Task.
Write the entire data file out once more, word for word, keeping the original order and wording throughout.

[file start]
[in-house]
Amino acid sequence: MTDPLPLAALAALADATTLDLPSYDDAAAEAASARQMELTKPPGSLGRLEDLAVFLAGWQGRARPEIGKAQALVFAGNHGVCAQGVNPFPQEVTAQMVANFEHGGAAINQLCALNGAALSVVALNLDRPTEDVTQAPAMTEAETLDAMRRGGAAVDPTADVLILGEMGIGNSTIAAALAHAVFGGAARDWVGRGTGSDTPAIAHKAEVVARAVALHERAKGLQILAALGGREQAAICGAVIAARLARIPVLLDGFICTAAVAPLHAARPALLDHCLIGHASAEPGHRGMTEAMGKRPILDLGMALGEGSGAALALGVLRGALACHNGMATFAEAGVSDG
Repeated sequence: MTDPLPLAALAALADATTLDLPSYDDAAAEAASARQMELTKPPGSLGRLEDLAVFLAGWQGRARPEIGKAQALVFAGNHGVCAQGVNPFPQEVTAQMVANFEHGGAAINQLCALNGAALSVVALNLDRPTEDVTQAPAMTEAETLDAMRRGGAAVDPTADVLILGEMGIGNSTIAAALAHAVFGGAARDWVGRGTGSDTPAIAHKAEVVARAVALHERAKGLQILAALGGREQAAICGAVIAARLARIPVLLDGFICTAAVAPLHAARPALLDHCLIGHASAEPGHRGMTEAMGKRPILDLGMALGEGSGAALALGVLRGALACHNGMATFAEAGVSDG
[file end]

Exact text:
[in-house]
Amino acid sequence: MTDPLPLAALAALADATTLDLPSYDDAAAEAASARQMELTKPPGSLGRLEDLAVFLAGWQGRARPEIGKAQALVFAGNHGVCAQGVNPFPQEVTAQMVANFEHGGAAINQLCALNGAALSVVALNLDRPTEDVTQAPAMTEAETLDAMRRGGAAVDPTADVLILGEMGIGNSTIAAALAHAVFGGAARDWVGRGTGSDTPAIAHKAEVVARAVALHERAKGLQILAALGGREQAAICGAVIAARLARIPVLLDGFICTAAVAPLHAARPALLDHCLIGHASAEPGHRGMTEAMGKRPILDLGMALGEGSGAALALGVLRGALACHNGMATFAEAGVSDG
Repeated sequence: MTDPLPLAALAALADATTLDLPSYDDAAAEAASARQMELTKPPGSLGRLEDLAVFLAGWQGRARPEIGKAQALVFAGNHGVCAQGVNPFPQEVTAQMVANFEHGGAAINQLCALNGAALSVVALNLDRPTEDVTQAPAMTEAETLDAMRRGGAAVDPTADVLILGEMGIGNSTIAAALAHAVFGGAARDWVGRGTGSDTPAIAHKAEVVARAVALHERAKGLQILAALGGREQAAICGAVIAARLARIPVLLDGFICTAAVAPLHAARPALLDHCLIGHASAEPGHRGMTEAMGKRPILDLGMALGEGSGAALALGVLRGALACHNGMATFAEAGVSDG